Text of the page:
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Album Review

Listeners who rallied around Stag, Amy Ray's 2001 collection of punk-kissed roots rock, will find Prom to be an equal if not better slice of "blue state" Americana swathed in a "red state" wrapper. The darker half of the Indigo Girls has tapped into her Southern past and created a record that manages to paint youth as a struggle against both colors of the political spectrum. It's hard to balance sweetness and anger, but Ray — who always manages to find a kind of winsome humor somewhere in the middle — makes it look easy, and her not-so-subtle mix of attitude, nostalgia, and compassion makes for a perfectly enlightening road trip of an album. Prom starts out strong with the one-two punch of "Put It Out for Good" ("The stadium lights were breaking through the bleachers/I spent all day pushing tissue roses into chicken wire") and "Driver Education" ("Films and drills and safety illustrations/The crushed cars of driver education"). Both cuts paint the kind of country high-school experience that fueled John Cougar Mellencamp to sing about "Jack and Diane" and Tom Petty to salute his "American Girl," but Ray's youth was more than just "Drinking with the older guys/Tripping by the lakeside." On "Rural F****t" she comforts a friend on the verge of "coming out" in a small town — "I know you want to change the truth/We were made by nature's fools" — and "Let It Ring," with its pounding snare/mandolin attack, is as rousing a challenge to the conservative right's hijacking of faith as any fiery pundit with a hidden earpiece. Musically, Prom hits all the right notes, blending crushing guitars and surging drums with enough melodic picking and strumming to satisfy both "folkies" and "rockers." Ray's vision for a band that would be the direct antithesis of the Indigo Girls may have been met, but it's lost none of the duo's heart, and hearing it cranked to 11 just makes it all the more compelling.

Customer Reviews

Best Ever

I absolutely adore this album. I started listening to the Indigo Girls in the 1990s and have always favored the more electric Amy Ray songs and now I feel as though I'm really getting away with something, having two entire edgy Amy Ray albums all to myself. Well, I guess you all can listen too. ;-) Anyhow, the songs on Prom are rich with storytelling and Amy's deep, gravelly voice and I love the music. Put It Out for Good is my current favorite song.

Contemporary Queercore -- True Heaven

For Amy Ray's second solo disc, the "more intense" half of the Indigo Girls taps into her past for an exploration of awkward adolescence that is both heartbreaking and empowering. Boldly exploring issues of sexual identity and alienation, Ray charts the rocky path to maturation, recalling nights spent hanging out with "all the punks and the queers and the freaks and the smokers" who "feel like they'll be waiting for the rest of their lives" (the powerful opener "Put It Out for Good"), days spent "drinkin' with the older boys and trippin' by the lakeside" ("Driver Education") and years agonizing over how "not to walk like a man" ("Pennies On the Track"). On "Rural F#ggot," she gives advice to an angry young boy struggilng with his sexuality, and later sings of her desire for a relationship filled with purity on "Sober Girl." It's all presented in a straight-up rock and roll fashion, equally informed by the punk rock swagger of forebears like the Clash and Joan Jett as it is by Ray's own Southern roots. Through it all, Ray's knack for mixing melodrama with melody remains clear-headed and compelling, never letting pathos or melancholy stand in the way of a damn good rock tune. As an artist who admits to being inspired by and influenced by the DIYers of the now-defunct "queercore" (aka homocore) music scene, Ray is doing something equally important: She's carrying the flame of the movement, issuing a call as much for activism as she is for making identity-driven music that sure feels good to rock out to. This is an instant classic. Buy it.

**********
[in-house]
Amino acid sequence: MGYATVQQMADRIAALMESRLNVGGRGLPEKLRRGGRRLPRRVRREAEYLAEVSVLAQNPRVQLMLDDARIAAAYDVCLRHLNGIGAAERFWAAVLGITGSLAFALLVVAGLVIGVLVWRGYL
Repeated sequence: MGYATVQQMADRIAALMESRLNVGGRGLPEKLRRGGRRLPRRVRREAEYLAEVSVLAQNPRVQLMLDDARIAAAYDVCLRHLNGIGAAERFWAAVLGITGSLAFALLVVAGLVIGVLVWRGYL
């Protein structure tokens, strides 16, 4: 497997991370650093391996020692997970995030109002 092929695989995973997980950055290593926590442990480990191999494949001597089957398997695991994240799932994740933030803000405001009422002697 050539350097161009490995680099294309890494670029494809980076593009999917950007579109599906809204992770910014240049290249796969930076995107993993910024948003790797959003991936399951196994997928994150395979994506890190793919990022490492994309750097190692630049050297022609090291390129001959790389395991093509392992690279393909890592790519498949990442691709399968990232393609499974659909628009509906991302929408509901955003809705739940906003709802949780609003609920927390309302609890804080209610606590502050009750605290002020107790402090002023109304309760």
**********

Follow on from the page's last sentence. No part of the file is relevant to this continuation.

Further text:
American Classic

"Prom" exposes Amy Ray's part of the Indigo Girls, but this a great album in it's own right. While you can hear a resemblance to some of the harder Indigo Girls songs, the songs aren't just half of Indigo Girls. The first listen is easy because of the the strong melodies, but the concrete lyrics draw you in and really give the songs depth. This is a classic American Rock 'N' Roll album akin to Billy Joel's Piano Man or The Stranger. Amy Ray is an amazing talent and this is a great album.


Born: April 12, 1964 in Decatur, GA

Genre: Alternative

Years Active: '80s, '90s, '00s, '10s

Many artists, musical and otherwise, use their craft to provide a visible platform for the issues they believe in. Their activism becomes interwoven with their art. The Indigo Girls have long been known for voicing their political and social views in song. Amy Ray teamed up with Emily Saliers while in high school, and soon the duo became a staple in the Atlanta music scene. In 1981, their independent music career began with a basement recording called Tuesday's Children. One thing led to another,...
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Prom, Amy Ray
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